Sport: Women’s Skeleton
Local Clubs: Ottawa Lions Track-and-Field & Ottawa Banshees Rugby
By Ethan Diamandas
For Mirela Rahneva, sliding is the easy part, and the skeleton racer said she can picture how her run will go in Beijing.
Speaking to the Sports Pages before the Games, Rahneva explained how she visualizes herself walking to the starting line, seeing herself getting a good start and making the transitions as the course bends. But she doesn’t envision any result — that would be getting too far ahead of herself — and keeping herself in the right head space will be critical to success in Beijing.
From an outsider’s perspective, skeleton is bonkers.
Racers don helmets and spandex suits, then lie face first on a thin metal sled – the only thing separating them from the hard ice. The racers sprint with all their might then hop on and barrel around corners as fast as 130 km/h.
It’s insanity, but Rahneva loves it.
With an Olympic appearance in Pyeongchang already under her belt, the 33-year-old thrives on the track — it’s where she feels comfortable and fearless.
“I get really excited talking about skeleton,” the soft-spoken Rahneva said with a small giggle. “But I think it’s the only thing that we can control. And so that part is the easy part this year.”
That’s been the new challenge for Rahneva – everything off the course. Coming off a spinal injury and subsequent surgery, the Nepean-raised athlete entered the world circuit this year feeling “off.” She wasn’t racing well, and her mind was troubled, she said.
Rahneva eventually reached out for mental health support and began to establish a routine to keep her spirits high between races and during COVID lockdowns and stringent testing protocols, which were especially hard on her.
“The natural stuff that I reverted back to was mindfulness, yoga, meditation, the typical things. But also just doing little re-energizers like painting my nails, going for walks,” the 33-year-old detailed.
Skeleton’s international circuit takes racers to beautiful places, Rahneva noted, which allows for sightseeing car rides through places like Innsbruck, Austria or St. Moritz, Switzerland – she’d win a bronze medal at a World Cup in the latter location.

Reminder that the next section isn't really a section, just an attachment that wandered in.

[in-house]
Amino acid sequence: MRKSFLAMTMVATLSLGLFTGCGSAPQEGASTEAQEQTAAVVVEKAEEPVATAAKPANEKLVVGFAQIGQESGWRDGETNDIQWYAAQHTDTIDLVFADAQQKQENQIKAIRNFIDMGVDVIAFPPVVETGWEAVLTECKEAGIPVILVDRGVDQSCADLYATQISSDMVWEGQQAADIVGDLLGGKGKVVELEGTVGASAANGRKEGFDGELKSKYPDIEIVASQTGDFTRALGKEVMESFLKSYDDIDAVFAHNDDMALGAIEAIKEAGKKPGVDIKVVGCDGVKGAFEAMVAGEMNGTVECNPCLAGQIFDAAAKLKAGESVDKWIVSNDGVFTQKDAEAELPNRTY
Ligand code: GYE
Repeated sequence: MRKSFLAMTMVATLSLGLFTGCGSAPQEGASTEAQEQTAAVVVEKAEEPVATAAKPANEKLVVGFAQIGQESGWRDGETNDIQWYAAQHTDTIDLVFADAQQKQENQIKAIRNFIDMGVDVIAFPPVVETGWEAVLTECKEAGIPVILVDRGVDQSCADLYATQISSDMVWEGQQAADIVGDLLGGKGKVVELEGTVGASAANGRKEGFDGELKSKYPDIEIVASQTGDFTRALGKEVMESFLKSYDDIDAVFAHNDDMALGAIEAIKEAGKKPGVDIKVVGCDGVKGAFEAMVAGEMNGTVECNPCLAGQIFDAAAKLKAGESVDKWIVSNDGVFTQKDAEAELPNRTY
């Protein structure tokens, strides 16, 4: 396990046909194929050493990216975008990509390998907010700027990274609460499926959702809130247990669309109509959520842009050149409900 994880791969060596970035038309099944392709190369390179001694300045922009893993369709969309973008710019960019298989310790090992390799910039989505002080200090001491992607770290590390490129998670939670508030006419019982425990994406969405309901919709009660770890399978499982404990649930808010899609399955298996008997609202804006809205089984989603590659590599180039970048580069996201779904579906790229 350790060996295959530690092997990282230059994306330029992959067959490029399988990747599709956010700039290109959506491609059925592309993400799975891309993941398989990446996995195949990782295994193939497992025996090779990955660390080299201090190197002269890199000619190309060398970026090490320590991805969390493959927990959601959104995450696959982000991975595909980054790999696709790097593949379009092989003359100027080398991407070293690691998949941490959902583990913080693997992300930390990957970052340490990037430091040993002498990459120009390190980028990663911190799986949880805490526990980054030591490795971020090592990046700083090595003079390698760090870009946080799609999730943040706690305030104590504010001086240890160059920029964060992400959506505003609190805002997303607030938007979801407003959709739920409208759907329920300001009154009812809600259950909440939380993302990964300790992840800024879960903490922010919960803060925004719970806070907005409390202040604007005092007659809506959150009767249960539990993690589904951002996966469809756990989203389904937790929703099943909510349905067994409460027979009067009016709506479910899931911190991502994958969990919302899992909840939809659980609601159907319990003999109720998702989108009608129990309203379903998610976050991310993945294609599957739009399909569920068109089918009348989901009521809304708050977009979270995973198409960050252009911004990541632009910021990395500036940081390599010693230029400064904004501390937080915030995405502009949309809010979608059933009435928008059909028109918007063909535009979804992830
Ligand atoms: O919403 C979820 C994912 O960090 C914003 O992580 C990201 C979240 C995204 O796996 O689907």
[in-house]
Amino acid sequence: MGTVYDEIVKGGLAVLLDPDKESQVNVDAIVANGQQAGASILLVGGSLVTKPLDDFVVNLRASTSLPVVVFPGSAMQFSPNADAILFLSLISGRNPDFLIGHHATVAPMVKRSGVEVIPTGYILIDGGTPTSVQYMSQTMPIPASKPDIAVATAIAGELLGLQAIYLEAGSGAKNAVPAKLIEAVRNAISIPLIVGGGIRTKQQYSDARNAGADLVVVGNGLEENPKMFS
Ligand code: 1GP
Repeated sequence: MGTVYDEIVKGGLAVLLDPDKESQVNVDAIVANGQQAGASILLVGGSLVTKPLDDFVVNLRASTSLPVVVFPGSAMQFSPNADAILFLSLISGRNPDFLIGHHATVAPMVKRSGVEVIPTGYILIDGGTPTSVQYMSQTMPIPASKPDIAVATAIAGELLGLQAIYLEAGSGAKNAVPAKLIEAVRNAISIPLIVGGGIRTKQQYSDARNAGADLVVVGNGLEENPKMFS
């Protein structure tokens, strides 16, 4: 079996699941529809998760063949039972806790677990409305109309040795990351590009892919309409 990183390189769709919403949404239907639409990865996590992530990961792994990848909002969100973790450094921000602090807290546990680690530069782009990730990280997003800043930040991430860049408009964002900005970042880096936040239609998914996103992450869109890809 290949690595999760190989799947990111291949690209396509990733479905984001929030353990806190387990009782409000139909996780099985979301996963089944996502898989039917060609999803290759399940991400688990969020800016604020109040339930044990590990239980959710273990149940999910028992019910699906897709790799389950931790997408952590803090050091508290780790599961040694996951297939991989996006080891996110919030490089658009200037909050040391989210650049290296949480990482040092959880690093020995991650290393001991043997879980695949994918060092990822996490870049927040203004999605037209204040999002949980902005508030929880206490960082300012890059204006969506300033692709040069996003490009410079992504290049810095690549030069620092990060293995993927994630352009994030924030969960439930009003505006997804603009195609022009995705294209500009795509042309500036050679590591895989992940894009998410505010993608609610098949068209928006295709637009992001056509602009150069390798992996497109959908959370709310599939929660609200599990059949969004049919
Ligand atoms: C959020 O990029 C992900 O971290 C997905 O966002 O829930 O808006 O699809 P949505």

“I love going for drives and just like blaring a playlist that I’ve put together,” Rahneva said. “That puts me in a good mood.”
Rahneva is a spiritual person, and her self-belief is an integral part of her sporting success. That’s why one of her favourite mantras – “Let your faith be bigger than your fear” – is something she ponders often.
“It’s actually a quote that another Ottawa athlete, Eric Wiebe, gave to me,” she said.
Wiebe, a freestyler wrestler from Stittsville, Ont., gave Rahneva a light-up piece of wood with the quote inscribed on it before she left for the 2016 Rio Olympics, where she became an Olympic champion.
That motto has been put to the test during the lead-up to the Beijing Olympics, as Rahneva, like before the 2018 Games, has again had to work hard for financial support.
“I’m still working hard to find sponsors,” Rahneva said. “Nothing has changed. It’s just been all on your own, which is the story for a lot of skeleton athletes.”
While she was rehabbing her injury and taking master’s courses at Queen’s University’s School of Business before the season, Rahneva managed to pick up a sponsor, Whistler Immigration, through one of her classmates. The company, which helps new Canadians get settled, chipped in with some cash, and now Rahneva will have a new sled for the 2022 Games.
Having moved with her family to Canada from Bulgaria at age 10 herself, Rahneva said the sponsorship was extra special, especially since her parents could’ve benefitted from immigration services when they first arrived in Canada in 1997.
“My mom had to learn English, and sell everything and fund her own way here,” Rahneva noted.
The grind to obtain sponsors hasn’t changed over the last few years, but Rahneva’s attitude towards the Olympics has evolved since her 12th place finish in 2018.
“[At the last Games] I was a little bit naïve, kind of happy-go-lucky … I remember just being a little bit aloof as to what happens at the gates,” she recalled.
But when her event rolls around, Rahneva will be prepped. She’s seen the track before and knows what to expect, so her instincts will take over.
“There’s not much time. Every slider is allotted about two minutes, green light to finish, and then the next slider goes,” Rahneva said. “You’re walking to the start line, you get there, undress, you put your helmet on, you get a green light, and it’s go time.”
Asked about what she’ll tell herself the moment that light turns green, Rahneva paused for a moment.
“Relax and let it fly,” she said.
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